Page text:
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Sinking of the Titanic

London newsboy Ned Parfett, standing outside the White Star Line offices, with news of the disasterOn the 10th April 1912, RMS Titanic set sail from Southampton bound for New York across the Atlantic Ocean. It was the maiden (first) voyage of the largest and most luxurious passenger ship ever built. Weighing nearly 50,000 tonnes, Titanic had more than 1300 passengers and 900 crew on board. But disaster struck one night on that voyage. The lookout spotted an iceberg ahead just before midnight. Despite desperate attempts to swerve away, Titanic collided with it. A hole was punched in her side and the ship began to fill with water. The captain gave the order to ready the lifeboats, but there were only 20 boats—far too few to save everyone. Within two hours Titanic sunk with more than 1500 people still on board. Nearly all perished in the icy waters. Following the disaster, new safety regulations for ships were introduced.

"Practically unsinkable"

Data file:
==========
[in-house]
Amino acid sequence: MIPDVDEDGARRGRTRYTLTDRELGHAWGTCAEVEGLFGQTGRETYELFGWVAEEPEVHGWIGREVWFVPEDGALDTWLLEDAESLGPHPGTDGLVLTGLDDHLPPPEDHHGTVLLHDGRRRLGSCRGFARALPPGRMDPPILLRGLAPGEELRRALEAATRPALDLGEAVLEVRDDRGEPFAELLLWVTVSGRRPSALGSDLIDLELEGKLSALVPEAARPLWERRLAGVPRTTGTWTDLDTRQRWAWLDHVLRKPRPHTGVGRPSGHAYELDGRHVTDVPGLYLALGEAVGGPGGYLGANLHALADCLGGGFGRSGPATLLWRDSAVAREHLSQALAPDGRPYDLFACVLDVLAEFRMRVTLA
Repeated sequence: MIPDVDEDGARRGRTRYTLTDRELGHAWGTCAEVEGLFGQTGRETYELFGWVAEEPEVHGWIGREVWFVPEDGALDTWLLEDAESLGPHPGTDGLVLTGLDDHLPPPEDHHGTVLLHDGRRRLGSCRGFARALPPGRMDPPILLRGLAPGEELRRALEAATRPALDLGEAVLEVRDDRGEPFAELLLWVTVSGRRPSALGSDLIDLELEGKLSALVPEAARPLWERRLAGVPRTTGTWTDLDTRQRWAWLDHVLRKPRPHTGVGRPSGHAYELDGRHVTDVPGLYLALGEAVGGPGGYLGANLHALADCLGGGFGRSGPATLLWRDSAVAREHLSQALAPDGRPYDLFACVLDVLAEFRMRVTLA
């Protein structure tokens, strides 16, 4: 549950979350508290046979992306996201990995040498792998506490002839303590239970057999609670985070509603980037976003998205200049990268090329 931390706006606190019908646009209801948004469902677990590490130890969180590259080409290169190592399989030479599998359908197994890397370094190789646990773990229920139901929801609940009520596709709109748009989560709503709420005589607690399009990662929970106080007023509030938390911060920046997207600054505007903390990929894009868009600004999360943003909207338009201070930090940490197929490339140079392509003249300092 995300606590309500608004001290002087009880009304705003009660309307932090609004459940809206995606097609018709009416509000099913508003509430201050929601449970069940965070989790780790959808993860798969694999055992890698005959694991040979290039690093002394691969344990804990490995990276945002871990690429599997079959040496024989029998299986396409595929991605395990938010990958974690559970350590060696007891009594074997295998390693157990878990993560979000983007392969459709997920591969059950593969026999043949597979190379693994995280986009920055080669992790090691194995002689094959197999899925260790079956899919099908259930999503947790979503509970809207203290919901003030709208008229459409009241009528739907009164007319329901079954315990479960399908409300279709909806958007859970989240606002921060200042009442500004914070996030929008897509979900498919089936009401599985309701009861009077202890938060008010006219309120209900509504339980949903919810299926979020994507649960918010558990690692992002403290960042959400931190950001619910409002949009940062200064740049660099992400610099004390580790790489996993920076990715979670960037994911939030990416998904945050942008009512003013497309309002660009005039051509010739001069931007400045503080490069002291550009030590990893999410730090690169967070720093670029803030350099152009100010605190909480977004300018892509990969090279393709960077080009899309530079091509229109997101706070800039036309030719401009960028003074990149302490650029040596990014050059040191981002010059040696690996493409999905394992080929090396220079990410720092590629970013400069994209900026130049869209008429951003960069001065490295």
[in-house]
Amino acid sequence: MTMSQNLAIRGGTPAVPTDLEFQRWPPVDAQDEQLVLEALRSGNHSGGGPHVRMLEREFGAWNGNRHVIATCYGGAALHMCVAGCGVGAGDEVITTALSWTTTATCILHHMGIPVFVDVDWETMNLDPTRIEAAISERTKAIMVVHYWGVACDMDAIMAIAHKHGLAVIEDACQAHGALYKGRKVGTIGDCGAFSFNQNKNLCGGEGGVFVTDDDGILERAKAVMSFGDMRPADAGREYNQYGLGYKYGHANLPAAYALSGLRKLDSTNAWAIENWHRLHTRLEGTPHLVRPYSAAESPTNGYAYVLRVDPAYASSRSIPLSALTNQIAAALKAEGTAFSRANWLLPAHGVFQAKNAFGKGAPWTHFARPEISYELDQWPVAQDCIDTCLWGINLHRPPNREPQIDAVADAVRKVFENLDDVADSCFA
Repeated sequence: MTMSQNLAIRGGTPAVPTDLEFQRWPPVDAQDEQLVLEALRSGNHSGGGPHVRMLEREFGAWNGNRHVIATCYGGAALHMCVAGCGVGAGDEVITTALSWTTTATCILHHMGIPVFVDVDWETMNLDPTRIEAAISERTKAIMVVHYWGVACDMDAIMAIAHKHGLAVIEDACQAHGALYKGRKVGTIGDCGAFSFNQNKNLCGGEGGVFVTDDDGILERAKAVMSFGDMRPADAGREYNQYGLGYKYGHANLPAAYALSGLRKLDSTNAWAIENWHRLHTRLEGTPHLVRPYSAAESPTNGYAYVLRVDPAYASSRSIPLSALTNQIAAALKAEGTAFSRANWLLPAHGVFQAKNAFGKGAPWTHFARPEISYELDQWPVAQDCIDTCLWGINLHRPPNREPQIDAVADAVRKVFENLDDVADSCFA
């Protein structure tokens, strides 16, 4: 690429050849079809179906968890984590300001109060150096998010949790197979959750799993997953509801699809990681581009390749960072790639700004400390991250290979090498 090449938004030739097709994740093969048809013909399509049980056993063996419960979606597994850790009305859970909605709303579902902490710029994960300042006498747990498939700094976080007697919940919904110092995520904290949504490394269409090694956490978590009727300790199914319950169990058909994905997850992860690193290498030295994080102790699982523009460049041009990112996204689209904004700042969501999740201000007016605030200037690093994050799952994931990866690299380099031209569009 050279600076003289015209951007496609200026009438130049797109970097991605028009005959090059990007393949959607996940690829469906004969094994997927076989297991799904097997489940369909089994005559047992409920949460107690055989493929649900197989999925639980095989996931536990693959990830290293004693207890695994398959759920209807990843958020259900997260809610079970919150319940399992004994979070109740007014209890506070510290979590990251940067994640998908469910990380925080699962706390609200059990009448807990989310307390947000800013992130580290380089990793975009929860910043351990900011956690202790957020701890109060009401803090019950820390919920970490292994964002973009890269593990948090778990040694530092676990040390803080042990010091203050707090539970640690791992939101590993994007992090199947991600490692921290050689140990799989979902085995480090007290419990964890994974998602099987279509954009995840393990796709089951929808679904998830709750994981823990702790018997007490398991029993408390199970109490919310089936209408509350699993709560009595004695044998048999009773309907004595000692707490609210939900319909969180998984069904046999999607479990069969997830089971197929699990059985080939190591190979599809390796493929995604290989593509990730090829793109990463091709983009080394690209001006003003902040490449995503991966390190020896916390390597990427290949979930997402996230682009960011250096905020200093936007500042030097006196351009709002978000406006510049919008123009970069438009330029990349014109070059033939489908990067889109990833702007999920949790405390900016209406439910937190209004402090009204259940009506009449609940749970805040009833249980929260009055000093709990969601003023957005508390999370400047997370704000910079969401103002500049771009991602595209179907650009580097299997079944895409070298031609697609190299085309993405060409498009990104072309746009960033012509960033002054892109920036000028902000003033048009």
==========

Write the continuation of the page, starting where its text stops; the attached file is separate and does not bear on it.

RMS Titanic Titanic under construction on Queen's Island, now known as the Titanic Quarter, in Belfast Harbour, in what was once part of the...Read More >>Titanic under construction on Queen's Island, now known as the Titanic Quarter, in Belfast Harbour, in what was once part of the Harland and Wolff shipyard, 1909–11.
Titanic was one of three "Olympic Class" ocean liners commissioned by the White Star Line, a British shipping company. She would be built at the Harland and Wolff shipyard in Belfast. The other two were Olympic and Britannic. Construction began on Titanic on 31st March 1909. She was to be the biggest and most luxurious liner ever built. She measured 269.1 metres (882 feet 9 inches) long and 28.2 metres (92 feet 6 inches) across.
Titanic could reach a maximum speeds of 24 knots—not quite as fast as Lusitania and Mauretanialiners belonging to White Star's rival, Cunard, which had a top speed of 28 knots.

In April 1912, there were estimated 300 icebergs drifting in the North Atlantic shipping lanes—the most seen in 50 years. This was probably due to the relatively mild winter of 1911–12, resulting in more icebergs breaking off the Greenland ice cap than usual.

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